August 7, 2021
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Creating a digital file for digital printing is very much like creating a digital file that is going to be displayed on a monitor as a web page or a PDF or JPG – with a few very important differences. In order to help ensure the highest quality of your printed materials, this article offers a useful set of practices for you to follow, from how to set your color space, to bleeds, to resolution. Part 2 deals explains how to save your digital file at the best resolution for optimal digital printing.
We also have Tip Sheets available on color conversion, file resolution, bleeds, and how to set up your digital files in various programs. You can find them all on the Printing Tips page of our website.
Resolutions. They’re not just for New Years anymore. The resolution of your digital files refers to the number of pixels per inch your file contains. The resolution is variously referred to as DPI (dots per inch) or PPI (pixels per inch).
Sharp, clear images are an important marketing factor. The best final file type to send to your digital printer is a 300ppi PDF. If you want to send a native file (e.g. Illustrator, InDesign) you certainly can, but you will need to include all fonts and linked images. That’s so much work when a PDF does the job all in one package. (Farther on we’ll talk about more guidelines for your digital file output.)
Not only your final document, but also all the images in your document should be at 300ppi at the final size – or the size at which the digital file will be printed.
That last part is important. For instance, say you have a photo that is 300ppi at 2X2 inches. You place the photo in your layout program and then decide to make it twice as big. Now the resolution of that photo is 150ppi – not high enough for good quality printing. The final size of the image is the size at which it will be printed, and best practice says it should be at 300 ppi at that size. (Although we can fudge that a little and get good printing out of, say, a 250 ppi image if necessary.)
A good plan, then, is to know what size your final images are going to be. Then if you are doing image correction ( to improve color, contrast, sharpening, etc.) in Photoshop or another program, save those files at 300 PPI at the final size. Generally, the best format for saving images that will be placed in a layout program (e.g. InDesign) are PSD, Tiff, or JPEG (JPG) – if you use JPEG, save at the highest quality. (Note, while PNGs are excellent files for online use, don’t use them for printing.) If you are creating bitmap art or gradations, create them at 300ppi at the final size.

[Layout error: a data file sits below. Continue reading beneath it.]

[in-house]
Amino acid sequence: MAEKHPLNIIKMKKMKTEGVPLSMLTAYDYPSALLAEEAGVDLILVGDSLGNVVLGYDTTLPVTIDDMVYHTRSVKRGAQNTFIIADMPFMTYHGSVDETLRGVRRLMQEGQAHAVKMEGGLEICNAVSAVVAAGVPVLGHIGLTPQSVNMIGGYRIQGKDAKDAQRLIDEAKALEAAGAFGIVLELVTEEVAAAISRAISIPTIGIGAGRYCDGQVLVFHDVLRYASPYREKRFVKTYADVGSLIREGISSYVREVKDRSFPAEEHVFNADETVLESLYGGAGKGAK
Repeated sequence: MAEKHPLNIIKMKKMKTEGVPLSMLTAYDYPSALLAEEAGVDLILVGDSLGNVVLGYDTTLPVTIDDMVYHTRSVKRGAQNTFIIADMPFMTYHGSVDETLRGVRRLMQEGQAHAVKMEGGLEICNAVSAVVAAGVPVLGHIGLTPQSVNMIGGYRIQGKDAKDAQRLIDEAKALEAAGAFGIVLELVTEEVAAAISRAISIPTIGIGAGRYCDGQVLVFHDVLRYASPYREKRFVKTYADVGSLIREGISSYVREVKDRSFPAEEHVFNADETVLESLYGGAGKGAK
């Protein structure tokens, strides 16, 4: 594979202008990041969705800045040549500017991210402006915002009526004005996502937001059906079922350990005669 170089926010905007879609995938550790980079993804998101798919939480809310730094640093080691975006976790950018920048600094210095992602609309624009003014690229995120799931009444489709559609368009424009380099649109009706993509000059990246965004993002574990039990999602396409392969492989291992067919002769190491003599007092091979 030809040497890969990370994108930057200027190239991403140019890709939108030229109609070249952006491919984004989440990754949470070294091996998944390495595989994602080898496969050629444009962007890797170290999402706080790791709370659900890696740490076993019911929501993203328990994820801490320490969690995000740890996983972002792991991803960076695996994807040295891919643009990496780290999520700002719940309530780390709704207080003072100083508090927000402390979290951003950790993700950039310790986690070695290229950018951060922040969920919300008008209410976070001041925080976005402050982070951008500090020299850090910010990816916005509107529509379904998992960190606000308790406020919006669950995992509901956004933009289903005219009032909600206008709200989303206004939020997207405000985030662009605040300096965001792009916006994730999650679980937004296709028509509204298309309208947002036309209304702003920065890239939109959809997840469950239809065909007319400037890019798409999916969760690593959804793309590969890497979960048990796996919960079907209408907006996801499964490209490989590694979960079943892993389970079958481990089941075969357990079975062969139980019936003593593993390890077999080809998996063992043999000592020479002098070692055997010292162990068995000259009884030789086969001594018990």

But what if your photo (or any bitmap graphic) simply doesn’t have enough resolution? Then you can change the image size and raise the resolution so that it will – to a point (more on that below). In Photoshop, this is done in the Image Size dialog. Let’s say you need to take your 2X2 photo and make it 4X4. Open the Image Size dialog box and pit the new height and widthdimensions in. Be sure that the Resample Image option is checked. Also, at the bottom of that dialog box, is a dropdown menu that gives you the option to choose the method that Photoshop uses to resample the image. For resampling photos, choose Bicubic Automatic. Click OK and you have resized your photo.
OK, what’s that bicubic part about? It sounds like something your dentist wants to yank out. Here’s what’s happening in Photoshop when you resize. Photoshop can’t actually make more image than you have. So what it does instead is to interpolate new pixels into the existing pixels, so that you’ll end up with a larger image at the desired resolution. Interpolate is a fancy way of saying that Photoshop does its best to imitate the existing pixels in your photo in order to size it up. And it has a few methods of doing this. Bicubic is the best for resampling photos.
But there are limits to how much resizing you can do. Remember the “to a point” comment above? The problem with making small photos a lot bigger is that Photoshop – or any other image program – cannot add detail to your original photo. It can only take its best calculated guess at what pixels to reproduce, in effect reducing detail. So while bicubic interpolation is a brilliant way of upsizing a photo, the resulting photo will have slightly less detail than your original. Push that too far and you will notice a lack of quality.
How far is too far? The reason we can’t give you a definite answer is that that depends on the amount of detail in the photo. It it’s a photo with a lot of sharp detail you will noticeably lose sharpness and detail quicker than if you resize a photo of a lighthouse in dense fog.
We’re digital printing experts serving the Portland, Oregon area and the U.S. For more information, check out our website at: https://www.rhinodigital.com. Or better yet, give us a call at: 503-233-2477. We’ll be happy to answer all your questions and help you with tips and information on getting your printing projects done in the most economical and timely manner possible.